That shouldn’t be an issue, said NRA spokesman Andrew Arulanandam. “We’ve had this event for many, many years without incident.”
State law allows people to carry a firearm as long as it’s licensed in Indiana or another state. Indiana law also stipulates that firearms can be carried in the convention center and Lucas Oil Stadium unless the renter or user of that space stipulates guns not be allowed at the event.
The National Football League, for instance, doesn’t allow guns at its games; therefore, no guns at Indianapolis Colts games at Lucas Oil Stadium.
Colts fans are required to pass through a metal detector, but sources familiar with discussions between the city and the NRA said NRA officials asked that metal detectors not be used at its events.
It’s assumed, one source said, that many NRA members will be carrying firearms and that NRA officials think a metal detector would slow entrance into events. Besides, the source said, NRA officials don’t like their members being scrutinized for carrying a firearm—a freedom they fight fiercely to maintain.
Dora, the hotelier, isn’t concerned.
“The NRA is a solid organization that offers great firearms training and education,” he said. “The typical NRA member is a good, law-abiding citizen.”
Most hoteliers do not prohibit patrons from carrying guns and said they have no plans to even ask their NRA guests if they are carrying a gun.
“Our hotels are just like your home,” Dora said. “Anything you can legally do at home, you can do at a hotel. I, as a hotelier, can’t violate your constitutional rights any more than anyone else can.”
Demonstrators in their place
Another unusual concern for the NRA show is the possibility of demonstrators surrounding the convention center. NRA officials said securing the area and dealing with demonstrators will be the responsibility of local law enforcement. Sources close to the NRA said the association also has its own security plan.
Marc Lotter, spokesman for Mayor Greg Ballard, isn’t concerned about protestors.
“Indianapolis is not inexperienced at dealing with these types of [protestor] groups, including right up the street at the Statehouse,” Lotter said. He added that city officials will work to keep everyone safe but will not inhibit anyone’s right to free speech. NRA officials, too, said they have no desire to inhibit protestors.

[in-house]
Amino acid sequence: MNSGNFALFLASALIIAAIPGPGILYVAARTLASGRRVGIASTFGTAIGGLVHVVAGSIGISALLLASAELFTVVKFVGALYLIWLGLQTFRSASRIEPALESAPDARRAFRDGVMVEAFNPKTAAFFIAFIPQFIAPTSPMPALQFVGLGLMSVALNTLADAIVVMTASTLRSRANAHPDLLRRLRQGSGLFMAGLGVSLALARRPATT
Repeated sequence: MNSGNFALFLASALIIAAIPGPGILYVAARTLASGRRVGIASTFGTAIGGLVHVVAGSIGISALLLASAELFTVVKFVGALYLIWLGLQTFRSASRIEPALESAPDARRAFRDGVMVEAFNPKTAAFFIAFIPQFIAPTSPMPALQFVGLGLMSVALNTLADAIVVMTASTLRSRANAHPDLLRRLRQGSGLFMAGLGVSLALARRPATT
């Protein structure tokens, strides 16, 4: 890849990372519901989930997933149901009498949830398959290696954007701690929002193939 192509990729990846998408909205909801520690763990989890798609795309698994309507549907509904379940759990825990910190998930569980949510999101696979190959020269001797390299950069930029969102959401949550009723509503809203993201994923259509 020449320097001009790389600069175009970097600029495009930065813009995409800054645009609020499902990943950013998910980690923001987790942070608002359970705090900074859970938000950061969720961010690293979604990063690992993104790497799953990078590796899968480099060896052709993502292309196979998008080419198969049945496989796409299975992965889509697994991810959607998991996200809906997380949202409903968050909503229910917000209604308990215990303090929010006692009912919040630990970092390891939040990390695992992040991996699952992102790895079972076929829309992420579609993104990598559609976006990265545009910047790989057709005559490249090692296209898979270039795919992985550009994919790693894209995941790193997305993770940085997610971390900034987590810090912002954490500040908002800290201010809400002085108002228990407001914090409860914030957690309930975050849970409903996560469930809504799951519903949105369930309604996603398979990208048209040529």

“We respect their First Amendment rights and we’d expect that they would respect our First and Second Amendment rights,” NRA’s Arulanandam said.
A smattering of protestors showed up in Houston last year, but Houston officials said they weren’t a major problem. Sources familiar with the NRA’s plans in Indianapolis said NRA officials prefer that an area be designated for protestors that will keep everyone safe and not impede NRA members from entering and exiting the show.
“They have no plans to shove demonstrators in a corner and out of sight,” one of the sources said. “They’ll give them a visible platform. They just don’t want demonstrators scattered all over the place.”
It’s not clear how much the NRA will trumpet its Indianapolis show to the general public. Many large conventions put up signs and banners around town during their shows. Gen Con even constructed a large, colorful dragon as well as an information booth at Indianapolis International Airport and bought other paid advertising to greet and direct visitors to their show.
Local airport officials say the NRA has no such plans. Visit Indy officials said they don’t know if the NRA will put up banners on the convention center or along downtown elevated walkways—a common practice with other groups announcing their arrival.
NRA officials have been strangely hushed about their show here. While the NRA has advertised the show to members, it did not hold a local press conference or make any announcement to Indianapolis media, as sources said Indianapolis officials desired.
Some in the hospitality community said the NRA has kept things quiet to avoid drawing the attention of anti-gun demonstrators.
Blue to white collar
Local hoteliers, restaurateurs and retailers are likely more concerned about what’s in NRA members’ wallets than what’s in their holsters.